Description: The SparkFun OpenLog is an open source data logger that works over a simple serial connection and supports microSD cards up to 64GB. The OpenLog can store or “log” huge amounts of serial data and act as a black box of sorts to store all the serial data that your project generates, for scientific or debugging purposes.
The SparkFun OpenLog runs off of an onboard ATmega328, running at 16MHz thanks to the onboard crystal.The OpenLog draws 6mA when recording a 512 byte buffer, but as that process takes a fraction of a second, the average current draw is closer to 5mA. Keep in mind though that if you are recording a constant data stream at 115200bps, you will approach that 6mA limit. All data logged by the OpenLog is stored on the microSD card that involve the features of 64MB to 64GB capacity and FAT16 or FAT32 file type.
Note: The latest version of the firmware (included with this board) does not compile in Arduino 1.6.7. You will need to compile in 1.6.5.
Based on 14 ratings:
2 of 2 found this helpful:
Purchased two for research project. Wired them up to device and worked perfect with stock firmware. After two-three insert/ejections of the microsd card the mount failed to hold the card. When you insert the card it just springs right out. Rewired a second one up and had the same thing happen. Both units worthless. After inspection there is a tiny hooked wire that rides in a plastic groove to lock and unlock the microsd card. The plastic is so soft that after a couple of inserts the groove no longer functions properly.
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1 of 1 found this helpful:
One of the best modules I ever used. It has all the good features, small, large capacity, simple interface, low price, great documentation, low power, and open source. Need to be considerate of data rate for the higher speed applications. Highly recommend for any data storage project. Worked first time following Sparkfun great hookup guide.
1 of 1 found this helpful:
This is a great little SD card reader/writer. The sample code software is very sparse. I had to write much more elaborate code to make this logger useable and it took some time and experimentation to get it right.
1 of 1 found this helpful:
I had been having some intermittent connection problems with a custom esp8266-based board. Devices that were further out from a router would sometimes lose their connection, reset, but then fail to reconnect. I had no way to capture debugging logs while deployed and very limited I/O to add anything else to the board for this purpose.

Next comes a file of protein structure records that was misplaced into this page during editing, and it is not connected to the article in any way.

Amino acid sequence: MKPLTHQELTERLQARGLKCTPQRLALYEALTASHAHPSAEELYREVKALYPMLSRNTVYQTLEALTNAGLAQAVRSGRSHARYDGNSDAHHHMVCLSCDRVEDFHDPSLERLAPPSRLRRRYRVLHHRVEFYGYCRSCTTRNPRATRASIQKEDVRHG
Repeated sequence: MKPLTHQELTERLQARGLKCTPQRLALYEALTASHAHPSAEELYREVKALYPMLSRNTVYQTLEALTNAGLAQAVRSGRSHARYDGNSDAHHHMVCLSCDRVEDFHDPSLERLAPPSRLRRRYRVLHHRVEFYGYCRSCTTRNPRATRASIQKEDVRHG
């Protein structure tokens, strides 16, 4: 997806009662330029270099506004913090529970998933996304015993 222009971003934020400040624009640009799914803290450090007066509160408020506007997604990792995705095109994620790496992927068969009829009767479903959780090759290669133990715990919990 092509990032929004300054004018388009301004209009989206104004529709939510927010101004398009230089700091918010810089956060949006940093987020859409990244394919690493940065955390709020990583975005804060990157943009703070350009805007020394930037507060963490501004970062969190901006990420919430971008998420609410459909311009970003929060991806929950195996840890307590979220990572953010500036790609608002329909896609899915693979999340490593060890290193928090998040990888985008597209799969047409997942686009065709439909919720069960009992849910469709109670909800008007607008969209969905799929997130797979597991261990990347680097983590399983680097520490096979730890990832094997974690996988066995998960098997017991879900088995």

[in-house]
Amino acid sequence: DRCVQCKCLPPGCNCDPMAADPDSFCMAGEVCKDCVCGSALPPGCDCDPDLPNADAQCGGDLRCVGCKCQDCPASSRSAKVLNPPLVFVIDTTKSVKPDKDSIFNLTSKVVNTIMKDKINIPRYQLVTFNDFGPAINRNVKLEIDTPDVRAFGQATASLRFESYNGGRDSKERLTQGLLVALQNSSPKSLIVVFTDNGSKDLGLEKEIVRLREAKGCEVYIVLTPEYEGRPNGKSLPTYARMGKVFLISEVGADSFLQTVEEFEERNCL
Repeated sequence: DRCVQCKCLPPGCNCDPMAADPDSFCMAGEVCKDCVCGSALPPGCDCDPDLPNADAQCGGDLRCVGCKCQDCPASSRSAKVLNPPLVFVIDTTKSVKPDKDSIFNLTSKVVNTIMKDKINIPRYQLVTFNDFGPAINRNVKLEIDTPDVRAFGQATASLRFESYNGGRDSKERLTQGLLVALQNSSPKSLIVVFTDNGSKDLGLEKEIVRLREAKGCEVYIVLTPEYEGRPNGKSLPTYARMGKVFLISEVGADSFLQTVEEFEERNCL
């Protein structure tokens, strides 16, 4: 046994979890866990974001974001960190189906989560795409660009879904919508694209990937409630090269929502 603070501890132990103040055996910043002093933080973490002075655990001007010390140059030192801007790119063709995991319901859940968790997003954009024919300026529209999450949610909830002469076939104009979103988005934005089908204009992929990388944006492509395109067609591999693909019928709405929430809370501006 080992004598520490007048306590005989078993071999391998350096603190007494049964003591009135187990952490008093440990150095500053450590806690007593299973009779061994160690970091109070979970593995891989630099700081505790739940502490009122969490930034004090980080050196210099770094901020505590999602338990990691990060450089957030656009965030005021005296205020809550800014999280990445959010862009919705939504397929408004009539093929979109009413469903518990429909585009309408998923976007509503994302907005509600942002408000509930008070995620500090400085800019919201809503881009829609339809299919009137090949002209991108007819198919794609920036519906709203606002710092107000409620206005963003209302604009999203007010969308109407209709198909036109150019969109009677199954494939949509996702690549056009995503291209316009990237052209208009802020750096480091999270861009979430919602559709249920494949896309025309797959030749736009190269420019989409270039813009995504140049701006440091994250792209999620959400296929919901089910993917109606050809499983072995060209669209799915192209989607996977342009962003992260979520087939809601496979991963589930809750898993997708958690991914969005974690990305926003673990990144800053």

The OpenLog really fit the bill nicely here. It could reuse the serial TX/RX lines while deployed, so all I had to do was find a reset line. After some trial and error, I found resetting the OpenLog at esp init time was essential for stable operation. In addition, I added some code to check to see if the OpenLog is plugged in and to set the baud rate appropriately, 9600 w/ OpenLog, 115200 for console.
I’m very happy with what I ended up with. $15 for OpenLog, $6 for an SD card, and now I can get logs while the system is deployed.
Easy to use and it just works! Also, you can program it like an arduino pro mini; I just wish it had a couple of DIO pins broken out (in addition to tx and rx).
I was able to reliably log a stream of approx. 20 chars/record at 200 recs/sec using 57.6k interface. Using arduino pro mini. Very handy!
I’m agreeing with review by Member #670407. We use this component in a couple different devices and when you take the SD card out more than a few times and aren’t extremely gentle, the spring seems to break. Would love to see a rev that makes it more hardy. Thank you.
Very simple to setup out of the box. I connected to GPS-13740 GPS Receiver - GP-20U7. I got the idea from instructibles.com and so for just over $35 for GPS and logger I have a cool GPS Logger. I can upload the data to Google Earth and see a visual track of where it’s been. Fun for boating, hiking, etc.
0 of 1 found this helpful:
I love this idea …
In it’s current form it has a 1000 and one uses … but I wish there was a version with a barrel power connector and DB9 male connector.
I have used this in several professional test situations, and it hasn’t let me down. You can just connect and go, or with some more involved commanding you can take advantage of the file operations to organize your data as you collect it. The only thing that I struggled with is the fact that the command mode needs carriage returns rather than line feeds, which caused me several hours of flailing before I could get the file operations to work. It would be nice if that were configurable in the micro-SD config file.
I am building a research payload for a community called ANSR of which I am a member. This devices works with no problem with the BASIC Stamp Microcontroller I use to record sensor data. Overall, never had any problems to this date and is extremely easy to use.
Doing a perfect job of recording the outputs of several different small GPS receivers and weighs so little that it doesn’t load airplane very much.
I have a complaint. The unit has far more capability than is in .config file when delivered and a reference to a simple setup program would sure be welcome.
I bought mine to use in a museum ticket printer. The printer not only prints tickets it keeps track of the number and type of visitors to the museum and stores the data and the card. I used a pickax processor, and had no problems at all.